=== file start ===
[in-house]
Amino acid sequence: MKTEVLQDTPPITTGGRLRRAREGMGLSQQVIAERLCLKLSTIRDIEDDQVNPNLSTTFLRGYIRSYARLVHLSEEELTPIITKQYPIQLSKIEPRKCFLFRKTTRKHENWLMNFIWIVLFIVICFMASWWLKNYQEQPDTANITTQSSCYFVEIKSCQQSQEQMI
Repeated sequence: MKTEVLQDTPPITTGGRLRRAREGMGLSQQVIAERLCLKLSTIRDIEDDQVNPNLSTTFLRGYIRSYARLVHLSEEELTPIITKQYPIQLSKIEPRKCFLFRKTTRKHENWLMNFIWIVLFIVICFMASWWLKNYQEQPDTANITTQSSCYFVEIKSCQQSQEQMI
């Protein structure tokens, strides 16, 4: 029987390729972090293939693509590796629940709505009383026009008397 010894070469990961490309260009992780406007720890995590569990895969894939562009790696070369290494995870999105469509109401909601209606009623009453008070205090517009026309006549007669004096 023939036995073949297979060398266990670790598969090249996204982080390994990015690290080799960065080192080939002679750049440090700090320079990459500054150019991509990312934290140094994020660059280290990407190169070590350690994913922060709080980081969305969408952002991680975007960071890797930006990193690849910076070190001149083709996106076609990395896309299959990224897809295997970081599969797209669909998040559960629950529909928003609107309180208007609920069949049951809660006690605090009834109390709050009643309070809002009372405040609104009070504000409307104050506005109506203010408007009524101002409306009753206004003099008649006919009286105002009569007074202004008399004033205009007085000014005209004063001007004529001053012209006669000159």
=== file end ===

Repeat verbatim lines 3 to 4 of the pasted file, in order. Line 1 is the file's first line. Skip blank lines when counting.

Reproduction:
Repeated sequence: MKTEVLQDTPPITTGGRLRRAREGMGLSQQVIAERLCLKLSTIRDIEDDQVNPNLSTTFLRGYIRSYARLVHLSEEELTPIITKQYPIQLSKIEPRKCFLFRKTTRKHENWLMNFIWIVLFIVICFMASWWLKNYQEQPDTANITTQSSCYFVEIKSCQQSQEQMI
């Protein structure tokens, strides 16, 4: 029987390729972090293939693509590796629940709505009383026009008397 010894070469990961490309260009992780406007720890995590569990895969894939562009790696070369290494995870999105469509109401909601209606009623009453008070205090517009026309006549007669004096 023939036995073949297979060398266990670790598969090249996204982080390994990015690290080799960065080192080939002679750049440090700090320079990459500054150019991509990312934290140094994020660059280290990407190169070590350690994913922060709080980081969305969408952002991680975007960071890797930006990193690849910076070190001149083709996106076609990395896309299959990224897809295997970081599969797209669909998040559960629950529909928003609107309180208007609920069949049951809660006690605090009834109390709050009643309070809002009372405040609104009070504000409307104050506005109506203010408007009524101002409306009753206004003099008649006919009286105002009569007074202004008399004033205009007085000014005209004063001007004529001053012209006669000159």